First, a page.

House prices are complicated and their future direction is hard to predict. I’m often reminded that there are only two types of ‘expert’ when it comes to predicting house prices – those who don’t know & those who don’t know they don’t know. However the future direction of prices lies behind the question I am most frequently asked – “should I rent now or buy?” but having warned you that nobody knows here’s my best guess at what is going to happen and why.
The coalition Government seems determined to ramp house prices over the next 444 days ahead of the General Election next Spring. Voters are alarmingly forgiving of politicians financial mismanagement of the economy if you let them feel good about the value of their home. Of the nations 24m homes, one third own their property outright, one third own with a mortgage and the remaining third rent – half in social housing half in the Private Rented Sector. Make home owners feel wealthier and they may ignore the fact that the economy is still on the ropes surviving on the stimulant of quantative easing even if this means you have to inject similar support directly into the housing market to maintain artificial demand.
In the meantime two of the three main political parties have pledged to bring in a mansion tax, Capital Gains Tax will apply to overseas investors from April next year and at some point the Bank of England will wake up and realise that house price inflation in some parts of the country is in double digits as many predict the average for the whole of the UK will be close to 10% this year. When eventually they do they will ask the Chancellor to withdraw the intravenous drip that is Help To Buy – certainly the second version of it at any rate and all of a sudden people will be back to struggling to scrape together high deposits that lenders will once again demand. Finally, the much-trailed ‘Mortgage Market Review‘ will kick in in April this year which will make lenders more cautious about the loans they make – especially those more affordable but ultimately riskier ‘interest only’ mortgages.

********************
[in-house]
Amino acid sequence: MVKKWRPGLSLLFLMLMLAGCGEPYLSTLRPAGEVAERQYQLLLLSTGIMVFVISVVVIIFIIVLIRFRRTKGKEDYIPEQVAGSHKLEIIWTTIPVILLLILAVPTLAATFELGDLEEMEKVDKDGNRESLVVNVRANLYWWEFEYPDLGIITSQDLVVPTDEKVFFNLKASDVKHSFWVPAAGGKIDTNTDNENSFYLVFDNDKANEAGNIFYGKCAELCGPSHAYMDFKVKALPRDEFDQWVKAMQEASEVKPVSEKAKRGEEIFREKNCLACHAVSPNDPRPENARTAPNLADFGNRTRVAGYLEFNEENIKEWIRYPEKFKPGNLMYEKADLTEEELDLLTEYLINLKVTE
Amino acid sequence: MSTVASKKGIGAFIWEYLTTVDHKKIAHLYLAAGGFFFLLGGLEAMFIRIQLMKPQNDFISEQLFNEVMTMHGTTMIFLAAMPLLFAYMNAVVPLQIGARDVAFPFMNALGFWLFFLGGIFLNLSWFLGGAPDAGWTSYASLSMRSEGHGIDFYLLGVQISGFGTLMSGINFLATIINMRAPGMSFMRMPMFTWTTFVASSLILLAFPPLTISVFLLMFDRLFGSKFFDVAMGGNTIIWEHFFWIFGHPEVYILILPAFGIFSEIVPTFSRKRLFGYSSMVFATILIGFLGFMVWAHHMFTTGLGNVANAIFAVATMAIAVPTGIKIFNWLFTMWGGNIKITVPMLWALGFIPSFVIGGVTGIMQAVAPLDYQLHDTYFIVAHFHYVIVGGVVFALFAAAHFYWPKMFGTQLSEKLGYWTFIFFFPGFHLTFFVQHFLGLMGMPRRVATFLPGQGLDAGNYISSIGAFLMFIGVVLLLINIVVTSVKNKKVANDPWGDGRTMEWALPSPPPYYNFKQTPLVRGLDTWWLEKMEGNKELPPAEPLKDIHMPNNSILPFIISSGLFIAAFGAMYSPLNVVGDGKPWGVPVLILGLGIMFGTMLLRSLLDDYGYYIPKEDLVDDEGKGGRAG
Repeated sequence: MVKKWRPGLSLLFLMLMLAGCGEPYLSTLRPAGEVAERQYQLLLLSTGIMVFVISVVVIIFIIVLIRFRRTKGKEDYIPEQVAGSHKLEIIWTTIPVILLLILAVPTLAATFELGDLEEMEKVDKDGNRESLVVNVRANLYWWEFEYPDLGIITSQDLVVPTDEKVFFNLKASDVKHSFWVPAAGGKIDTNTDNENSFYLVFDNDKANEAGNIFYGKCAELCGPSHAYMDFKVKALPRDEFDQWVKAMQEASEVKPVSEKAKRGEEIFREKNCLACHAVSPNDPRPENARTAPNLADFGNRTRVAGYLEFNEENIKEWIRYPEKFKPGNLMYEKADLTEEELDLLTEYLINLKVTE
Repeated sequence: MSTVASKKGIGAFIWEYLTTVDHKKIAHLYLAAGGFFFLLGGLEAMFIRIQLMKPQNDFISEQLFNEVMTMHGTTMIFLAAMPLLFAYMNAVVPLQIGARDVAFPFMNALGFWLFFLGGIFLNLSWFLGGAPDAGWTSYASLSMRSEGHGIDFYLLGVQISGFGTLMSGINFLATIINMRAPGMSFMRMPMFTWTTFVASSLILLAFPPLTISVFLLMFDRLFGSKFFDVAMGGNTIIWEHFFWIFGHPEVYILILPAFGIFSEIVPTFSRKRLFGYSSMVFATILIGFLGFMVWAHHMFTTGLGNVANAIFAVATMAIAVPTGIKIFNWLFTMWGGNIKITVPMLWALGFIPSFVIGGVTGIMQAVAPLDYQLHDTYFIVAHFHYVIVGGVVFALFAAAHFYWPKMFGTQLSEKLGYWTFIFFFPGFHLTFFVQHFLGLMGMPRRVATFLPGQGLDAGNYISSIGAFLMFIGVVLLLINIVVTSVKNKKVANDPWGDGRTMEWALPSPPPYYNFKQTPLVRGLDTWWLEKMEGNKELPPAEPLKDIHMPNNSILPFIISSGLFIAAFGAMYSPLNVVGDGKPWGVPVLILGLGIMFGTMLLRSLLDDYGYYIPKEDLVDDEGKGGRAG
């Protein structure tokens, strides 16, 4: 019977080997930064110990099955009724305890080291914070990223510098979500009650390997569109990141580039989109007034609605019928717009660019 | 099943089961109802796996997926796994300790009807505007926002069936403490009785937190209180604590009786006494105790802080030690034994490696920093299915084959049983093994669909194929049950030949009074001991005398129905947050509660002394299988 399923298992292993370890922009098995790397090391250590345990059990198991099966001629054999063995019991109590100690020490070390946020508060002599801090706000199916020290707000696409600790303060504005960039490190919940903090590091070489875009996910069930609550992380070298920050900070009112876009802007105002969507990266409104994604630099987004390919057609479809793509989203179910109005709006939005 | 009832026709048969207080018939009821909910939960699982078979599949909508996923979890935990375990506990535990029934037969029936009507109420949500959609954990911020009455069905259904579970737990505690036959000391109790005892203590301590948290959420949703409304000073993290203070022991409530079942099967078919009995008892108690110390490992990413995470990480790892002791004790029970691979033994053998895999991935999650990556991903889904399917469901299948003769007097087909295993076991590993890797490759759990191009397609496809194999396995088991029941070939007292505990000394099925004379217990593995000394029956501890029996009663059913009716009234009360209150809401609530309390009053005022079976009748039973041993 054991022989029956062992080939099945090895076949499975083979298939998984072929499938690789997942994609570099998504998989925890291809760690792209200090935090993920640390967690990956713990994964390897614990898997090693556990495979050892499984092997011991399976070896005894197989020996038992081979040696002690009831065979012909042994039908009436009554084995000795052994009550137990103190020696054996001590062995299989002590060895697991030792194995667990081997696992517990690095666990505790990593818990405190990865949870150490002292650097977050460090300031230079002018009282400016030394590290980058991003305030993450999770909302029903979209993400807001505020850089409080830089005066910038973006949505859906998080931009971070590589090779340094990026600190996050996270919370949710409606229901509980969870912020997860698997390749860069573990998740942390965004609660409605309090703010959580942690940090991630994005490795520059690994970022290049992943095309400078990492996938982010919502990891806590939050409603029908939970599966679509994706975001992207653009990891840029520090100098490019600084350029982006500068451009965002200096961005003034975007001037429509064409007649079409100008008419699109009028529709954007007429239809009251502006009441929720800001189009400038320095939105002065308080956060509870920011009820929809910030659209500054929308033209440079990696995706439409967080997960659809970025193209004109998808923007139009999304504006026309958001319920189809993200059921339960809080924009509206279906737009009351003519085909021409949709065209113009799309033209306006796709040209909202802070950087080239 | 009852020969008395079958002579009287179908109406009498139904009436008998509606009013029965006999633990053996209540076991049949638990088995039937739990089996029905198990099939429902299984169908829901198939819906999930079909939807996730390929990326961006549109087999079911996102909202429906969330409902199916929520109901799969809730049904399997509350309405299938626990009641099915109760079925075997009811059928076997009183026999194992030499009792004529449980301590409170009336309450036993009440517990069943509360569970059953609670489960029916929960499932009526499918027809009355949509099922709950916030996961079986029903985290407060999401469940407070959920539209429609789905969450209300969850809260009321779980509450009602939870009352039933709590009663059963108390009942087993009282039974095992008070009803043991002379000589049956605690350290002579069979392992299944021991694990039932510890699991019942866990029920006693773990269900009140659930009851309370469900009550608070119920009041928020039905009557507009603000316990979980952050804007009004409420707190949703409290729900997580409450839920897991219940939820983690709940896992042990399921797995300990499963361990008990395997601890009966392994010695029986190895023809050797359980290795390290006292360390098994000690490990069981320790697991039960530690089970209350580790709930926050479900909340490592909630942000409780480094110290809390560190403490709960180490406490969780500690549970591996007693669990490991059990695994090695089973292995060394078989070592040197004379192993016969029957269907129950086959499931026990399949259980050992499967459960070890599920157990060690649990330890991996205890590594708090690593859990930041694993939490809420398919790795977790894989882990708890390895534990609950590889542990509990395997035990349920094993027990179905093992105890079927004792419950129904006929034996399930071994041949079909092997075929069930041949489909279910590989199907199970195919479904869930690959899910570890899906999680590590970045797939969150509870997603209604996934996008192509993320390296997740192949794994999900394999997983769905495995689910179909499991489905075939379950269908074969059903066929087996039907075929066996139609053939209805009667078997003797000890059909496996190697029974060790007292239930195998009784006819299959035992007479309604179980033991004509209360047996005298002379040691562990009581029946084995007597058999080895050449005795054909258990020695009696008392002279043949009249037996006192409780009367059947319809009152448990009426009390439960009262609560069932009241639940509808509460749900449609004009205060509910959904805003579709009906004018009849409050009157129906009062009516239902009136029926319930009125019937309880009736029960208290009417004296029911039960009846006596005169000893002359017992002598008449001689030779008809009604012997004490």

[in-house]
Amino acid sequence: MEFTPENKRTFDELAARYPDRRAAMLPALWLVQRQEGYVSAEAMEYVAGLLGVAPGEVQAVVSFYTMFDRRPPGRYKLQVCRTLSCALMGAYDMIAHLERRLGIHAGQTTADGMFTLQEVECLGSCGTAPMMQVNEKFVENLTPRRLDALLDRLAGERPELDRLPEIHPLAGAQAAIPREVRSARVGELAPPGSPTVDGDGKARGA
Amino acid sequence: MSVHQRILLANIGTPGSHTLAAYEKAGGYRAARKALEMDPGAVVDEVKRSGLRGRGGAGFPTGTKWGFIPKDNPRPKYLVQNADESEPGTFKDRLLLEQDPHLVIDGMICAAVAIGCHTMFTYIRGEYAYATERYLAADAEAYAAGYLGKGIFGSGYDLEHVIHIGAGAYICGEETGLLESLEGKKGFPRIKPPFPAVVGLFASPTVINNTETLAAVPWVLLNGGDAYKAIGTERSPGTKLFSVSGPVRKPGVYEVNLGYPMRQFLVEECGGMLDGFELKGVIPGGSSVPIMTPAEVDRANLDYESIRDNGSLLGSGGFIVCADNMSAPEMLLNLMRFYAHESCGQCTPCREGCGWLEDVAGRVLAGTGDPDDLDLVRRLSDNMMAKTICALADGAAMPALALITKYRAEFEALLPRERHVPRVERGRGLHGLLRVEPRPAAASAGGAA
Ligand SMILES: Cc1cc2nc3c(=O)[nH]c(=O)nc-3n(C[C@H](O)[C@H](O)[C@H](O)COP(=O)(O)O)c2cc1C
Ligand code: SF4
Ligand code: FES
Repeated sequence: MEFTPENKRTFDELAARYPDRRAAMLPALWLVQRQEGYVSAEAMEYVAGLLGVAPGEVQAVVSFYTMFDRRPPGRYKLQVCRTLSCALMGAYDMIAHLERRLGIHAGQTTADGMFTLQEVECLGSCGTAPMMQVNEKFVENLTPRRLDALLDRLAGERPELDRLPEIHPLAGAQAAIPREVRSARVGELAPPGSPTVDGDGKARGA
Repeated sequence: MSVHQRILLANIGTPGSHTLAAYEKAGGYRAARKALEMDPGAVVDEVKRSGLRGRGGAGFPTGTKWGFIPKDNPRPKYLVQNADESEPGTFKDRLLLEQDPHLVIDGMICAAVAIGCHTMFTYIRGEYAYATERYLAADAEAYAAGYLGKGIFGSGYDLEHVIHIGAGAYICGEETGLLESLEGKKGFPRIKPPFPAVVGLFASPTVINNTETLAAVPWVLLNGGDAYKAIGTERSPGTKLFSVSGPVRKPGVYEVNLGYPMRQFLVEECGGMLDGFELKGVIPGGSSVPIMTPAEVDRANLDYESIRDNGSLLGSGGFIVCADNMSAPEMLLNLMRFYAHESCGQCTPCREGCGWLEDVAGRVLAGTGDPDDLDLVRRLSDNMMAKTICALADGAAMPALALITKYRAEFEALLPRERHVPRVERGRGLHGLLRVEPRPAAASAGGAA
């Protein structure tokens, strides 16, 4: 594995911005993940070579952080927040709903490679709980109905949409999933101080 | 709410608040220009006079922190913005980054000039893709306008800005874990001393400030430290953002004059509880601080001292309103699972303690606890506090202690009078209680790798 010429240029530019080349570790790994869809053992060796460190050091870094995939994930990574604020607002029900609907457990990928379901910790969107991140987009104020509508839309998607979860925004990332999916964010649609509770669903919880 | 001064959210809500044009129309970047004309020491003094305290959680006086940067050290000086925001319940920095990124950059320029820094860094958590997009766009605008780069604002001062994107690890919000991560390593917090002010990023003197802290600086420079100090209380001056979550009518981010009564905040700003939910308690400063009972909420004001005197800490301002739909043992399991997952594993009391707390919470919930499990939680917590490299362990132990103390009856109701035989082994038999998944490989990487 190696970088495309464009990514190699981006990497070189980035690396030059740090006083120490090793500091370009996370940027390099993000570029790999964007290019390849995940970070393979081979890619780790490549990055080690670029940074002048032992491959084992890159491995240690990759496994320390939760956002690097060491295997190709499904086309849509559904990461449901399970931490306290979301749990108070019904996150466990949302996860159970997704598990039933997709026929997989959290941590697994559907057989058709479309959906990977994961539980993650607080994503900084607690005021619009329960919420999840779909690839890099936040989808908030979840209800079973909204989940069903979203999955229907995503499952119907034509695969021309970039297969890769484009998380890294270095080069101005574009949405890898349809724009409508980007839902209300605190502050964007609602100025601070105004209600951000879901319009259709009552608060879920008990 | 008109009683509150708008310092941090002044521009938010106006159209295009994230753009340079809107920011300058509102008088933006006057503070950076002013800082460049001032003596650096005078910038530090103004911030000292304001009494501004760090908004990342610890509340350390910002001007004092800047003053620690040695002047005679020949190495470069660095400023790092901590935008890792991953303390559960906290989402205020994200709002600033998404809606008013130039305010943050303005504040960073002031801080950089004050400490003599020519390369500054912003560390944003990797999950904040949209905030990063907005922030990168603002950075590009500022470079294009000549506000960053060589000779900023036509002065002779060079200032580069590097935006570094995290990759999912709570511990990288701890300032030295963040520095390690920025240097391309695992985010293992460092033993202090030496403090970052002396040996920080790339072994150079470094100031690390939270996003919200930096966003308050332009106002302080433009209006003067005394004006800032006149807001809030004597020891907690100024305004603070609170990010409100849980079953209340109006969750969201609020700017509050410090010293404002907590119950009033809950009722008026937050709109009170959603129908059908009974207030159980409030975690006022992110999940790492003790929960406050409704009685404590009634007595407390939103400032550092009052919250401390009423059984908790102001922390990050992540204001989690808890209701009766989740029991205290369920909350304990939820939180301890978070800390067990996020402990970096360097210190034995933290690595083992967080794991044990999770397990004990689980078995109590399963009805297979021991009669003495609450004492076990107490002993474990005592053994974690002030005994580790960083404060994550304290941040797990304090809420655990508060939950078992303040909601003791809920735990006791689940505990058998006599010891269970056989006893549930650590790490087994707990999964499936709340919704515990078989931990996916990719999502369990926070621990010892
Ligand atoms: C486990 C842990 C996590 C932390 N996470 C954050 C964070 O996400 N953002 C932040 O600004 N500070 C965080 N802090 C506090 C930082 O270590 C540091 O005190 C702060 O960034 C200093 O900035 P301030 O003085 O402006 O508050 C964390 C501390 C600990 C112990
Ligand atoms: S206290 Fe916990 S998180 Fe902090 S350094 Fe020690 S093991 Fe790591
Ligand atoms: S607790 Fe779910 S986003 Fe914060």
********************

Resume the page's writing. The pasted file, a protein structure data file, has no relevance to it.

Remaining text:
Some estate agents are suggesting that property isn’t over-valued, they maintain that there has been a re-rating and in fact today’s prices are the new norm. Perhaps they are right but they don’t seem to be suggesting that prices will continue to rise as they have of late. Some other selling agents in fact predict prices doing little better than keeping up with inflation. Rents seem to have plateaued in many places which to me usually provides a much more immediate indication that we may have got to the peak of ‘affordability’ than sale prices will eventually do. Sales take longer to process, from saving a deposit to finding a loan, sourcing property, agreeing a deal and finally moving in provides an indication of the market 3-6 months earlier. With no wage inflation it would seem that tenants have finally found that they are now spending as much as they can afford on rent and I expect those buying to demonstrate that the feel the same way by the end of the summer.
Yields of 4% (gross) won’t be acceptable for much longer and many investors will wake up and realise that buying for capital gain is actually speculation, not investment. When that happens the adjustment will be quick and most people will only appreciate it after it’s happened.
London is being presented to some international buyers as a black jack table. Many new-build properties aren’t investments at all – they are bets. Some will win but we all know that most will loose. £1m flats in the wilder parts of East London as an investment is like mistaking Presecco for Champagne!
39,000 new flats are to be built in the so-called ‘Embassy quarter’ south of the river in London, many will be shrink-wrapped and left empty while their owners 6000 miles away wait for the roulette wheel to stop spinning.
I think the two biggest threats to house prices remain political interference (the introduction of rapacious taxes as mentioned above) and public disorder. We saw in the riots of two summers ago that the gap between those who own property and those who don’t is now much more than just financial. In pubs outside the M25 and in many within I hear serious resentment at the perceived inequity of housing in this country. Hopefully people will solve this politically but you’ve got to admit that there is little evidence of this being a viable solution so far.
Continuing to rise through 2014.
Plateauing in 2015.
Falling back in 2016 – perhaps by as much as 25% as the stimulants are removed and buyers hit ‘cold-turkey’.
As I have said, your view is just as relevant as mine. What do you think?